Overall, it would appear that the economic importance of dredging supersedes the environmental aspects, simply considering that lack of dredging can be expected to have not only local and regional impacts, but also impact national and global economies. Given the expected oversight by the U.S. Army Corps of Engineers, environmental impact will not be neglected. The final assessment is that economic impact is likely to be more significant than any potential environmental impact[footnoteRef:13]. [13: Ibid 5, 6]

Question Two

For a long time, Cuba has had considerable and significant potential to export and import products of interest to the United States. In terms of demographics, Cuba is the largest island that is situated across the Caribbean; it is approximated to have land area as massive as the state of Alabama. However, Cuba has a higher population level than Alabama. In addition, about two thirds of the island can be cultivated. The nation is a potential key element and key player in the economy of the region, as well as on a larger scale, for both the United States (U.S.) and Cuba itself, as well as internationally. The country is by all means in a good position to become integrated into the economy of the region encompassing both the Southeast region of the United States and the Caribbean[footnoteRef:14]. [14: (Lambert, 2010)]

The delegation from the United States encompasses the plan for the re-opening of trade between Cuba and the United States. One major aspect of importance that can facilitate this trade is transportation. It is imperative to develop a cost-effective means for transporting goods from the island of Cuba to inland destinations in the United States and on the other hand from the United States to inland destinations in Cuba[footnoteRef:15]. [15: (Copeland, Jolly, and Thompson, 2011)]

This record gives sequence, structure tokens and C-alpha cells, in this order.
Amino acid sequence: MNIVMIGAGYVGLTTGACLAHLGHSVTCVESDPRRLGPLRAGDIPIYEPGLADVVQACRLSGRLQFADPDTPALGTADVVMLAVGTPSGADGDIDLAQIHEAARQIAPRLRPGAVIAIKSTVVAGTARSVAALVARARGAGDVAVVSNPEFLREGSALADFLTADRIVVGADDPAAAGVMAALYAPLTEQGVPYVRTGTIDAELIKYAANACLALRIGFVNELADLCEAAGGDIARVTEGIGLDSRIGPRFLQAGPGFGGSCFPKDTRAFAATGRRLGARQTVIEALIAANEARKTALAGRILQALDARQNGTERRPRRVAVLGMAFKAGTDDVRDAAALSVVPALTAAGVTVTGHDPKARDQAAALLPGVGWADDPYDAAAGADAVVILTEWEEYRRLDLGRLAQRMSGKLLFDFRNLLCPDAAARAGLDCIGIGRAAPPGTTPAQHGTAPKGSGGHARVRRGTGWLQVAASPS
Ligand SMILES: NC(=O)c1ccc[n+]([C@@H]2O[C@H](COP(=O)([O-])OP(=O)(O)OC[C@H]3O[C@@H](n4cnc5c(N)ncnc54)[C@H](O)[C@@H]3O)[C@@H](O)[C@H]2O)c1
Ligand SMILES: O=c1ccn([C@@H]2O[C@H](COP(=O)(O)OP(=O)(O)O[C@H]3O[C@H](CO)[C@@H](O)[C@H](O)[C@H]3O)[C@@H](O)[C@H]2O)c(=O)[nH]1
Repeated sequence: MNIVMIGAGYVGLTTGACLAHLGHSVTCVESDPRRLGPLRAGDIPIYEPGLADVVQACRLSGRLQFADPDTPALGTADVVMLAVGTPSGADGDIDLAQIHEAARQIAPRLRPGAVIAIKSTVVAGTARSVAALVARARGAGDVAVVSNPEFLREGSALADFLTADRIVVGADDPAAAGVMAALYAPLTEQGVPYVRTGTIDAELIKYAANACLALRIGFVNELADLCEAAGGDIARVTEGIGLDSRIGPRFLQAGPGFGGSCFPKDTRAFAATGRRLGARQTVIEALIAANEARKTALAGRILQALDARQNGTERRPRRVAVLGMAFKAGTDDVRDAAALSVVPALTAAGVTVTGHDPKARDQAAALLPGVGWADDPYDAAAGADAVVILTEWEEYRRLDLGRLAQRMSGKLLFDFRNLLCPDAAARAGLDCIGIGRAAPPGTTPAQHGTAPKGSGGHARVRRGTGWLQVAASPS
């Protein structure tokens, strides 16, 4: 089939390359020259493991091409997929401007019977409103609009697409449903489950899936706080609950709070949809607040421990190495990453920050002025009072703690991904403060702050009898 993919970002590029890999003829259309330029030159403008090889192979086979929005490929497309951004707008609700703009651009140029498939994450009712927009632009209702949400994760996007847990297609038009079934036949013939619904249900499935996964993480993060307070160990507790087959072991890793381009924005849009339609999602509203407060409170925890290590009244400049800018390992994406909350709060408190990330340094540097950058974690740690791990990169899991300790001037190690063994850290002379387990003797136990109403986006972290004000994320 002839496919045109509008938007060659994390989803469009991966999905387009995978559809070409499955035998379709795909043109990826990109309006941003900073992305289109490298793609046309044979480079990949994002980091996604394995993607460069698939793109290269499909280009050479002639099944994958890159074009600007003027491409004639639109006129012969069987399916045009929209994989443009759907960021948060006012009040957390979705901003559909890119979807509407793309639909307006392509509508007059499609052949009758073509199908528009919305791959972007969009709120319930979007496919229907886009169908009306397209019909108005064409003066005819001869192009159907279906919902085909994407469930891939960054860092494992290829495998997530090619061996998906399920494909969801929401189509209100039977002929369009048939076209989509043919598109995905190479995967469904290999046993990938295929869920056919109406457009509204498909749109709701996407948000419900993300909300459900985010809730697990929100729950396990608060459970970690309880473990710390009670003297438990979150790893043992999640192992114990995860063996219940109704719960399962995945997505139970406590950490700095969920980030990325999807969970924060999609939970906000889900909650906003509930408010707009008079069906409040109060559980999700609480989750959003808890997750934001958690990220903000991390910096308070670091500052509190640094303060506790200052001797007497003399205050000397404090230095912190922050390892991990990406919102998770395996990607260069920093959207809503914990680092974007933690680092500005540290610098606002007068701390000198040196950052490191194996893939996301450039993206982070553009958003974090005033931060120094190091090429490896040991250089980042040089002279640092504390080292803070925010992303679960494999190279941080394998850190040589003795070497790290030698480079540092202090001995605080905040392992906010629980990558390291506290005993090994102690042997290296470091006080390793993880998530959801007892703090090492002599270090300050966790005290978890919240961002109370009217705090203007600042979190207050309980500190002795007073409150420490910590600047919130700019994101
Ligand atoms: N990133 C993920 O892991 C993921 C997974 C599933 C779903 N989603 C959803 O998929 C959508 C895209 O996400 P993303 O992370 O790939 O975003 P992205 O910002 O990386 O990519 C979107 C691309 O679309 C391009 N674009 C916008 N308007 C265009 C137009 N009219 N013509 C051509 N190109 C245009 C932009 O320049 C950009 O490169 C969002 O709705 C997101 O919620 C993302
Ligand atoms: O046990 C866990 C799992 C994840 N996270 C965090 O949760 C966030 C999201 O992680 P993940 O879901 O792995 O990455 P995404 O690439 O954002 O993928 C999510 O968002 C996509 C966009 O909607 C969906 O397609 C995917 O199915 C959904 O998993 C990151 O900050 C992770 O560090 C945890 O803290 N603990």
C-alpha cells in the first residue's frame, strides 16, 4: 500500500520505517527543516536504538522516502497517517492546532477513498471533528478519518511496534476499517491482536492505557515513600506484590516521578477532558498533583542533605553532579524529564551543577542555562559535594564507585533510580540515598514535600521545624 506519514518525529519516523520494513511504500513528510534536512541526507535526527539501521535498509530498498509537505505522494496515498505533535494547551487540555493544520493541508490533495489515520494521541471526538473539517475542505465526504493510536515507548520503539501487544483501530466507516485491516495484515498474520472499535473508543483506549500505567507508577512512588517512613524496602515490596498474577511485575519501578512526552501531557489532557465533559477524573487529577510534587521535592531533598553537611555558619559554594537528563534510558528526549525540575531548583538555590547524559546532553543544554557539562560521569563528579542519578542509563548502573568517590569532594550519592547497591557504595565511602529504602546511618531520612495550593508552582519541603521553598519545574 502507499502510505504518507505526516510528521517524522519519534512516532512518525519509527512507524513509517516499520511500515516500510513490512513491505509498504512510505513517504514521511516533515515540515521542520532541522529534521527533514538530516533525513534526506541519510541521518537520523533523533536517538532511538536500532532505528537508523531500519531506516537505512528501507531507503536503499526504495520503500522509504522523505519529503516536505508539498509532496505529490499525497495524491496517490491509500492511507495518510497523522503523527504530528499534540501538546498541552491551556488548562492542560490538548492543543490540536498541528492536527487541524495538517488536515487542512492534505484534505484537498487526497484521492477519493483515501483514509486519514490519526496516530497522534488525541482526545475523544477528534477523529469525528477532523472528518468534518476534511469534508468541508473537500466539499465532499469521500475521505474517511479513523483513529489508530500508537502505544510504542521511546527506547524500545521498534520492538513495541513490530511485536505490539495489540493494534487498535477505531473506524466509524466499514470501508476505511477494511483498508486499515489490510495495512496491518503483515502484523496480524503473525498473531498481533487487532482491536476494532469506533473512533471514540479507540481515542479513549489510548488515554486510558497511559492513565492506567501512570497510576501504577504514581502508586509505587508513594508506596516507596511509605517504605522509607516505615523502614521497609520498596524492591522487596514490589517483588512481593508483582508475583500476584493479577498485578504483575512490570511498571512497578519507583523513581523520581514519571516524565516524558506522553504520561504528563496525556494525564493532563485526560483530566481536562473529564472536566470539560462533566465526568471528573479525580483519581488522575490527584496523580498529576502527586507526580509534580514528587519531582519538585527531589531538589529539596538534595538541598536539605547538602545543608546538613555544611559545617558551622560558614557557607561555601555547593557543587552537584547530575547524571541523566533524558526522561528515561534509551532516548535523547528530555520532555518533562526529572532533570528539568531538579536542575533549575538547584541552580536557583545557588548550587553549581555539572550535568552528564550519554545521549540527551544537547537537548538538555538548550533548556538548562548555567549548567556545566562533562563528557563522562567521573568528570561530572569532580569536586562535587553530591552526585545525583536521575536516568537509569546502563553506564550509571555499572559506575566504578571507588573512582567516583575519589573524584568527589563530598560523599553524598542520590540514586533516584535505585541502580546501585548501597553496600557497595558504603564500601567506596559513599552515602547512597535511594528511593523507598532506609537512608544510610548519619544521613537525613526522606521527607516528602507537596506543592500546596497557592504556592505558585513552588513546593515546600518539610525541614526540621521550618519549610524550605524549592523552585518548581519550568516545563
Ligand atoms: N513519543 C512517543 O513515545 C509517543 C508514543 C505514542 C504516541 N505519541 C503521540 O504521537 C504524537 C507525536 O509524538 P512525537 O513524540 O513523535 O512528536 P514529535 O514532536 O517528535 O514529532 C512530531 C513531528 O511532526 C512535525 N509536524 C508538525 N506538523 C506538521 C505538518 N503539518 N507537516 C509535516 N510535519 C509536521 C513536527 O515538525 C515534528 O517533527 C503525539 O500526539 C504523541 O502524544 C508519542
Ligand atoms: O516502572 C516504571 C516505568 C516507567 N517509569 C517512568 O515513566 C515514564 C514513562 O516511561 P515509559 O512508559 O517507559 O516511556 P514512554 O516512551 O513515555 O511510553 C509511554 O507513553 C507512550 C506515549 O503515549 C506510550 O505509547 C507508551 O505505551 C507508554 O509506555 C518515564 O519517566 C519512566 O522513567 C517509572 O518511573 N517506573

A simple look at news in the United States reveals a plethora of different states that are interested in opening trade with Cuba. Some examples include: [1] Texas, which sees the potential for trade in tourism, agriculture, technology, oil, and airlines; [2] California, interested in particular because Cuba imports as much as 80% of its food; [3] Arkansas, interested in rice and poultry exports; [4] Missouri, food and agricultural products; and [5] Illinois, corn and soybeans. In terms of exports from Cuba, some products, besides the ubiquitous cigars, might include food products, livestock, metals, ammunition, and minerals.

A cost-effective system of transportation satisfies the three rights of supply. To be precise, this encompasses ensuring that the goods and cargoes are delivered: [1] on time; [2] in the appropriate manner and condition to the right location; and [3] are delivered in an economical manner[footnoteRef:16]. Because the United States and Cuba are separated by the sea, it is important most of all to have an effective maritime transport system. The Maritime Transportation System is worldwide and universal in nature, in the sense that it facilitates global trade by… [END OF PREVIEW]